Airing the pressures of human resources: HR at Sullair Australia

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Skills shortages have been widely reported in the press and there is no respite on the horizon. As Australia strives to meet recent infrastructure demands as a result of natural disasters, major project initiatives and the mining resources boom, it is clear that placing a ‘vacancy’ ad in the newspaper is no longer enough. HR specialists are striving to find new methods of recruitment to fill short- and long-term employment vacancies.

As the employee market is shrinking it is increasingly difficult to fill vacancies across many categories, from sales, to executive to skilled tradespeople. To date, finding suitably qualified service technicians for remote areas such as the Pilbara and Northern Queensland has remained a challenge.

“Our first approach has been to utilise the different skills we have across our network of branches to offer senior staff an opportunity to be a part of the fly-in, fly-out [FIFO] team to service the more remote clients, particularly for the mining sector,” explains Erika Krenmayr, HR manager, Sullair Australia (formerly Champion Compressors).

“By basing the service technicians in Perth, Adelaide or Mackay, we can better manage the staff we have for increasing service requirements.”

This approach has certainly been attractive to some employees within Sullair Australia and has provided much needed flexibility in utilising skills nationally where they have been required most. The combination of rostered shifts, relocation assistance and off-site penalty rates can be very rewarding to some people. “Once the mine site medical, induction and safety training has been completed, our service technicians are valuable assets, and help our organisation meet the growing need for compressed-air specialists in the mining industry,” Krenmayr adds.

However, this training makes service technicians very attractive to mining companies as well. To be onsite at a mining operation requires a full-trade qualification and completion of the induction program. “The skills shortage is sufficiently intense that some companies are rumoured to be recruiting staff mid-flight. You can take off as an employee of one company and land as the employee of another!” says Daryl Edwards, executive manager aftermarket, Sullair Australia. “Finding skilled tradespeople is a serious challenge for many industries, including mining.”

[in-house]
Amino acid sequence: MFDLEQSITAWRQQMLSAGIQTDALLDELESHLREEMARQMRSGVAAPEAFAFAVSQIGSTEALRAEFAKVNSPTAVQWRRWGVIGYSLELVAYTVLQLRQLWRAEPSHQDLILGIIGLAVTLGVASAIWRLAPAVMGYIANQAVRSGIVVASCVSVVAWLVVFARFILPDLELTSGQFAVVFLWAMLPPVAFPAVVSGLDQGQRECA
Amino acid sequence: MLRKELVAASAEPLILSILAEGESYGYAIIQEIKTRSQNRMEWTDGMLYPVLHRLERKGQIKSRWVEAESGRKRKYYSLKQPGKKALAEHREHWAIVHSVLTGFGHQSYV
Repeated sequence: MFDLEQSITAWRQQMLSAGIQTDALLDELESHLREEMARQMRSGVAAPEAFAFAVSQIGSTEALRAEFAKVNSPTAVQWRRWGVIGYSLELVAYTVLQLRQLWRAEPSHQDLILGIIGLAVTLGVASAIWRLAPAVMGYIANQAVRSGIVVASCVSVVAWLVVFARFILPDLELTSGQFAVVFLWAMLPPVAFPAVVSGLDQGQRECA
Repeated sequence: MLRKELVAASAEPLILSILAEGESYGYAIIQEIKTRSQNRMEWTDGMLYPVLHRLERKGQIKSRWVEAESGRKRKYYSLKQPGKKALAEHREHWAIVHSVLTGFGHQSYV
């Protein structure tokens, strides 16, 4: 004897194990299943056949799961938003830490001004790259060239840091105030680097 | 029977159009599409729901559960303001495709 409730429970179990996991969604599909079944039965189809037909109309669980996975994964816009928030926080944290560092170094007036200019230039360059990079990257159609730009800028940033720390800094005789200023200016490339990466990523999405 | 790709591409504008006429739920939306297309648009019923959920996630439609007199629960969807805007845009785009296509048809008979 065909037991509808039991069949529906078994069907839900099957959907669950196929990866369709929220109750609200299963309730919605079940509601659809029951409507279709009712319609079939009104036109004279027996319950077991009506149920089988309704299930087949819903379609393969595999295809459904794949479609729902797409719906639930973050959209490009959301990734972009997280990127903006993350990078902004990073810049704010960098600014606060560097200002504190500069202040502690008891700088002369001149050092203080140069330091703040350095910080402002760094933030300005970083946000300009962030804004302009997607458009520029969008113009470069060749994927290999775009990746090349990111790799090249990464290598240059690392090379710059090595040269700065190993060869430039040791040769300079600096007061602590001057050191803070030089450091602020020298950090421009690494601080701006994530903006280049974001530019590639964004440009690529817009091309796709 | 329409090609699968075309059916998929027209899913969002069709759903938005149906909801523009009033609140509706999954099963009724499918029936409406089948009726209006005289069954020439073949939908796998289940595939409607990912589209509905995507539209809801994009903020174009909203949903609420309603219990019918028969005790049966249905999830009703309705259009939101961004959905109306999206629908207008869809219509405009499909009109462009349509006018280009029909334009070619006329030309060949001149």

Longer-term solutions

A FIFO strategy is certainly one tactic in the armoury of HR professionals, but longer-term challenges remain. Accordingly, Sullair Australia has adjusted its recruitment processes and employment offerings to give more flexibility in meeting the new market conditions.

“Servicing a compressor can range from a basic oil and filter change to a full diagnostic and overhaul,” says Krenmayr. “Our aftermarket team identified an opportunity to hire and train mechanically adept candidates for routine servicing while maintaining our higher-skilled labour pool for more complex tasks. By offering candidates an opportunity to join Sullair at an entry level, there is scope to develop a career path in the compressed-air industry with full training and support.”

Sullair Australia’s in-house training investment is part of an overall commitment to deliver customer service excellence and safety to compressed air customers. The production and servicing capabilities of Sullair Australia enable the company to leverage its Dandenong-based manufacturing facility as an on-the-job training centre to further enhance the skills of its technical employees. Service technicians spend time not only in the classroom but also on the production floor, building compressors from the ground up, listening to the engineers that designed them and putting theory into practice.


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